Asynchronous Mode ................................................ 157
Master Transmission ....................................... 158
 7/99 Microchip Technology Inc.
Preliminary
DS39026B-page 291
PIC18CXX2
DS39026B-page 292
Preliminary
 7/99 Microchip Technology Inc.
PIC18CXX2
ON-LINE SUPPORT
Systems Information and Upgrade Hot Line
Microchip provides on-line support on the Microchip
World Wide Web (WWW) site.
The web site is used by Microchip as a means to make
files and information easily available to customers. To
view the site, the user must have access to the Internet
and a web browser, such as Netscape or Microsoft
Explorer. Files are also available for FTP download
from our FTP site.
The Systems Information and Upgrade Line provides
system users a listing of the latest versions of all of
Microchip’s development systems software products.
Plus, this line provides information on how customers
can receive any currently available upgrade kits.The
Hot Line Numbers are:
1- 800-755-2345 for U.S. and most of Canada, and
1- 602-786-7302 for the rest of the world.
Connecting to the Microchip Internet Web Site
981103
The Microchip web site is available by using your
favorite Internet browser to attach to:
www.microchip.com
The file transfer site is available by using an FTP service to connect to:
ftp://ftp.microchip.com
The web site and file transfer site provide a variety of
services. Users may download files for the latest
Development Tools, Data Sheets, Application Notes,
User’s Guides, Articles and Sample Programs. A variety of Microchip specific business information is also
available, including listings of Microchip sales offices,
distributors and factory representatives. Other data
available for consideration is:
• Latest Microchip Press Releases
• Technical Support Section with Frequently Asked
Questions
• Design Tips
• Device Errata
• Job Postings
• Microchip Consultant Program Member Listing
• Links to other useful web sites related to
Microchip Products
• Conferences for products, Development Systems, technical information and more
• Listing of seminars and events
 7/99 Microchip Technology Inc.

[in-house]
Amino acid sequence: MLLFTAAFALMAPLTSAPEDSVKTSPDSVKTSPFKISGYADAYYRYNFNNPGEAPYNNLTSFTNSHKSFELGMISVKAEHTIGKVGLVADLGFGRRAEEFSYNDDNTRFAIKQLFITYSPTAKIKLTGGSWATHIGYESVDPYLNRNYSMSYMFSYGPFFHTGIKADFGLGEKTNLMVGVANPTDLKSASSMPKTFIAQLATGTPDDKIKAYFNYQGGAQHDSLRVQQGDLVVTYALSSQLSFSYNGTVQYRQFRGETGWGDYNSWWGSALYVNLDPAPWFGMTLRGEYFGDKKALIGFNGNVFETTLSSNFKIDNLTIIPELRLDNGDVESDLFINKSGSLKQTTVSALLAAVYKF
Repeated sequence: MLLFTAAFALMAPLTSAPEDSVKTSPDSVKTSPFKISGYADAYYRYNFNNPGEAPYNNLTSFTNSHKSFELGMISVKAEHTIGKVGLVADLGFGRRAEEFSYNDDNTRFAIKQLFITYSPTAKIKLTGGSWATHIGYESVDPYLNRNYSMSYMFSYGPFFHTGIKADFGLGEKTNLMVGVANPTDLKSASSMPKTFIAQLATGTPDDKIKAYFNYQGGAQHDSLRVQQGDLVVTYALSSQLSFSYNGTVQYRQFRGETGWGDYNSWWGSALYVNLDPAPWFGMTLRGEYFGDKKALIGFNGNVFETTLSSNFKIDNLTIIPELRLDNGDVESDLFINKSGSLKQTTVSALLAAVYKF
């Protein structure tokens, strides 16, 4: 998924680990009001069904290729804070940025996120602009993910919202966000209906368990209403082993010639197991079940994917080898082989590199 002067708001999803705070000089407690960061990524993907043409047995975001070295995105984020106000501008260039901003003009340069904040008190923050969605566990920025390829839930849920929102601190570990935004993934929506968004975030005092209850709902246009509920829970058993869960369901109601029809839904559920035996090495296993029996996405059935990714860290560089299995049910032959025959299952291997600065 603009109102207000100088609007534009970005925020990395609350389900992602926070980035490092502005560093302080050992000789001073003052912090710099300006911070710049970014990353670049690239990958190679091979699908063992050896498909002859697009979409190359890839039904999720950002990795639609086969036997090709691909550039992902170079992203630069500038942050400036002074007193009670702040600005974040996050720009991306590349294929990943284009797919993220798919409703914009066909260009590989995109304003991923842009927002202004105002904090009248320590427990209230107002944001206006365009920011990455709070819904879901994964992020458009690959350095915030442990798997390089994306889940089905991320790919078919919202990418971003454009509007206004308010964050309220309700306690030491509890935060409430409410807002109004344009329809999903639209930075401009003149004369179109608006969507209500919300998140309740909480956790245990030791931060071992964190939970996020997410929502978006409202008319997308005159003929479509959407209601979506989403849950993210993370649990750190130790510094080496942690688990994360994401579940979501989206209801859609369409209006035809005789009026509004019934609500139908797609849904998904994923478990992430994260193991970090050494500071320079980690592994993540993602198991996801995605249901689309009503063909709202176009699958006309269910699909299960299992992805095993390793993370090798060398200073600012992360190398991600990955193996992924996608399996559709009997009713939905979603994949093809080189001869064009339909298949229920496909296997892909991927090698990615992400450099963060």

Trademarks: The Microchip name, logo, PIC, PICmicro,
PICSTART, PICMASTER and PRO MATE are registered
trademarks of Microchip Technology Incorporated in the
U.S.A. and other countries. FlexROM, MPLAB and fuzzyLAB are trademarks and SQTP is a service mark of Microchip in the U.S.A.
All other trademarks mentioned herein are the property of
their respective companies.
Preliminary
DS39026B-page 293
PIC18CXX2
READER RESPONSE
It is our intention to provide you with the best documentation possible to ensure successful use of your Microchip product. If you wish to provide your comments on organization, clarity, subject matter, and ways in which our documentation
can better serve you, please FAX your comments to the Technical Publications Manager at (602) 786-7578.
Please list the following information, and use this outline to provide us with your comments about this Data Sheet.
To:
Technical Publications Manager
RE:
Reader Response
Total Pages Sent
From: Name
Company
Address
City / State / ZIP / Country
Telephone: (_______) _________ - _________
FAX: (______) _________ - _________
Application (optional):
Would you like a reply?
Device: PIC18CXX2
Y
N
Literature Number: DS39026B
Questions:
1. What are the best features of this document?
2. How does this document meet your hardware and software development needs?
3. Do you find the organization of this data sheet easy to follow? If not, why?
4. What additions to the data sheet do you think would enhance the structure and subject?
5. What deletions from the data sheet could be made without affecting the overall usefulness?